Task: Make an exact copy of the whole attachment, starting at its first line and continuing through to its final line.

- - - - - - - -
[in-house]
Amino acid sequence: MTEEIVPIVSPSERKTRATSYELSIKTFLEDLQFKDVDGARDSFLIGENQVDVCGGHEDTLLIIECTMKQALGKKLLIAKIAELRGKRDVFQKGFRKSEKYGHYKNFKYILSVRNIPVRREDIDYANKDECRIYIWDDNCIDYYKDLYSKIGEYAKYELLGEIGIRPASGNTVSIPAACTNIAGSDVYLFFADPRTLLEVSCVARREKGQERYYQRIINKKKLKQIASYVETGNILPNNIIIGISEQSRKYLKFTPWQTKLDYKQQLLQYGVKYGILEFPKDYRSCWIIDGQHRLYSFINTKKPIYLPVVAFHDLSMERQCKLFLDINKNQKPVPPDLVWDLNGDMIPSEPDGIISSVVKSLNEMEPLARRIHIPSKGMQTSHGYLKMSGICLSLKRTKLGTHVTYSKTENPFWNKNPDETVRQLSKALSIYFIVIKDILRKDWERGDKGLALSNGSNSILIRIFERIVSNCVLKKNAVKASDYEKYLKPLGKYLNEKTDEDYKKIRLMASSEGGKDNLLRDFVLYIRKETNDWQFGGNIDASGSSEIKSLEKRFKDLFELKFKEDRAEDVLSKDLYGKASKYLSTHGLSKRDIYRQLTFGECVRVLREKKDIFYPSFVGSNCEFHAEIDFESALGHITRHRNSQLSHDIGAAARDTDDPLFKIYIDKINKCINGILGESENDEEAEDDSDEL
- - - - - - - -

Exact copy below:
[in-house]
Amino acid sequence: MTEEIVPIVSPSERKTRATSYELSIKTFLEDLQFKDVDGARDSFLIGENQVDVCGGHEDTLLIIECTMKQALGKKLLIAKIAELRGKRDVFQKGFRKSEKYGHYKNFKYILSVRNIPVRREDIDYANKDECRIYIWDDNCIDYYKDLYSKIGEYAKYELLGEIGIRPASGNTVSIPAACTNIAGSDVYLFFADPRTLLEVSCVARREKGQERYYQRIINKKKLKQIASYVETGNILPNNIIIGISEQSRKYLKFTPWQTKLDYKQQLLQYGVKYGILEFPKDYRSCWIIDGQHRLYSFINTKKPIYLPVVAFHDLSMERQCKLFLDINKNQKPVPPDLVWDLNGDMIPSEPDGIISSVVKSLNEMEPLARRIHIPSKGMQTSHGYLKMSGICLSLKRTKLGTHVTYSKTENPFWNKNPDETVRQLSKALSIYFIVIKDILRKDWERGDKGLALSNGSNSILIRIFERIVSNCVLKKNAVKASDYEKYLKPLGKYLNEKTDEDYKKIRLMASSEGGKDNLLRDFVLYIRKETNDWQFGGNIDASGSSEIKSLEKRFKDLFELKFKEDRAEDVLSKDLYGKASKYLSTHGLSKRDIYRQLTFGECVRVLREKKDIFYPSFVGSNCEFHAEIDFESALGHITRHRNSQLSHDIGAAARDTDDPLFKIYIDKINKCINGILGESENDEEAEDDSDEL